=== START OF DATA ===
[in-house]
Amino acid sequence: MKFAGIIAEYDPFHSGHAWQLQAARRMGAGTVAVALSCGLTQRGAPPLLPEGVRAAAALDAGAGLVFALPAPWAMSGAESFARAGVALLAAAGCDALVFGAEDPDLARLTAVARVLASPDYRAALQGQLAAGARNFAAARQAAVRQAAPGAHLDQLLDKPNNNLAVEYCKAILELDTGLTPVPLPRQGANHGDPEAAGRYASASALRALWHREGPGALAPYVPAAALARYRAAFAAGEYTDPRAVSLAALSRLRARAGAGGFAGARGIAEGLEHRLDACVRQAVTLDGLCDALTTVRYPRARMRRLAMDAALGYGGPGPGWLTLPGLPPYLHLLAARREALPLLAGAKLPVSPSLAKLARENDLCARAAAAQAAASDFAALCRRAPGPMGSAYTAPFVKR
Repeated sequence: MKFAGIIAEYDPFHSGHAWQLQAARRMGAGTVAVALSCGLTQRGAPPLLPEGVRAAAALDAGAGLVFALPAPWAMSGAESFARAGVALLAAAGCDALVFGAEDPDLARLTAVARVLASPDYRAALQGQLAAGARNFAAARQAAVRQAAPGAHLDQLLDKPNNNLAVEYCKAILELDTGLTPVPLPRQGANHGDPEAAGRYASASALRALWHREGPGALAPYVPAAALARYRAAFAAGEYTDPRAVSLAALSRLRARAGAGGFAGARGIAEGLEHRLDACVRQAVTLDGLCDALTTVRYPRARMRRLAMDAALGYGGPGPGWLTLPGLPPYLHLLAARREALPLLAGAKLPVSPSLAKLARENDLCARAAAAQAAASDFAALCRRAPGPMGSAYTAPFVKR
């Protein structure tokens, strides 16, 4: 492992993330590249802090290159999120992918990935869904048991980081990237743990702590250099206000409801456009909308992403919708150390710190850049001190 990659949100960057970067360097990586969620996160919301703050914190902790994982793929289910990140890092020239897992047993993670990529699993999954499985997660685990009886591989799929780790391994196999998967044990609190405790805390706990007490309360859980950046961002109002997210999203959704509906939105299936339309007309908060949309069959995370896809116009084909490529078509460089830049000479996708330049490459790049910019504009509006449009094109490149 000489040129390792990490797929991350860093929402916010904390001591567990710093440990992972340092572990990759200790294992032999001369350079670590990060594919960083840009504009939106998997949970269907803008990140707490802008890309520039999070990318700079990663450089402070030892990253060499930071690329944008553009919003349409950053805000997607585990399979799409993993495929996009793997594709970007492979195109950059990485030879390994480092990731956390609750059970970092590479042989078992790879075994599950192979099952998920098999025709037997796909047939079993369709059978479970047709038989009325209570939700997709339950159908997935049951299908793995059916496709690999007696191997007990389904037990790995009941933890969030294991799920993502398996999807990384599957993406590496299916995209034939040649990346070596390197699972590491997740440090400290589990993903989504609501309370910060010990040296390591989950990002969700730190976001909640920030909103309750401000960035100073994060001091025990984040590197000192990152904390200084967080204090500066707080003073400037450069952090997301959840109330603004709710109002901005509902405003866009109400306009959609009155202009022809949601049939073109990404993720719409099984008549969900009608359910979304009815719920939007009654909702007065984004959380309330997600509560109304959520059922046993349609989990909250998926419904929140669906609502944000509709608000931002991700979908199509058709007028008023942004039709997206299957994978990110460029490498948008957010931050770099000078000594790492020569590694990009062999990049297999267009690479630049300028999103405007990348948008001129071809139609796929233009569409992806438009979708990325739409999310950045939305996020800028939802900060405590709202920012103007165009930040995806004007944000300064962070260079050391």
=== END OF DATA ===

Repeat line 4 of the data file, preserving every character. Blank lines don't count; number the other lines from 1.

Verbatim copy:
């Protein structure tokens, strides 16, 4: 492992993330590249802090290159999120992918990935869904048991980081990237743990702590250099206000409801456009909308992403919708150390710190850049001190 990659949100960057970067360097990586969620996160919301703050914190902790994982793929289910990140890092020239897992047993993670990529699993999954499985997660685990009886591989799929780790391994196999998967044990609190405790805390706990007490309360859980950046961002109002997210999203959704509906939105299936339309007309908060949309069959995370896809116009084909490529078509460089830049000479996708330049490459790049910019504009509006449009094109490149 000489040129390792990490797929991350860093929402916010904390001591567990710093440990992972340092572990990759200790294992032999001369350079670590990060594919960083840009504009939106998997949970269907803008990140707490802008890309520039999070990318700079990663450089402070030892990253060499930071690329944008553009919003349409950053805000997607585990399979799409993993495929996009793997594709970007492979195109950059990485030879390994480092990731956390609750059970970092590479042989078992790879075994599950192979099952998920098999025709037997796909047939079993369709059978479970047709038989009325209570939700997709339950159908997935049951299908793995059916496709690999007696191997007990389904037990790995009941933890969030294991799920993502398996999807990384599957993406590496299916995209034939040649990346070596390197699972590491997740440090400290589990993903989504609501309370910060010990040296390591989950990002969700730190976001909640920030909103309750401000960035100073994060001091025990984040590197000192990152904390200084967080204090500066707080003073400037450069952090997301959840109330603004709710109002901005509902405003866009109400306009959609009155202009022809949601049939073109990404993720719409099984008549969900009608359910979304009815719920939007009654909702007065984004959380309330997600509560109304959520059922046993349609989990909250998926419904929140669906609502944000509709608000931002991700979908199509058709007028008023942004039709997206299957994978990110460029490498948008957010931050770099000078000594790492020569590694990009062999990049297999267009690479630049300028999103405007990348948008001129071809139609796929233009569409992806438009979708990325739409999310950045939305996020800028939802900060405590709202920012103007165009930040995806004007944000300064962070260079050391």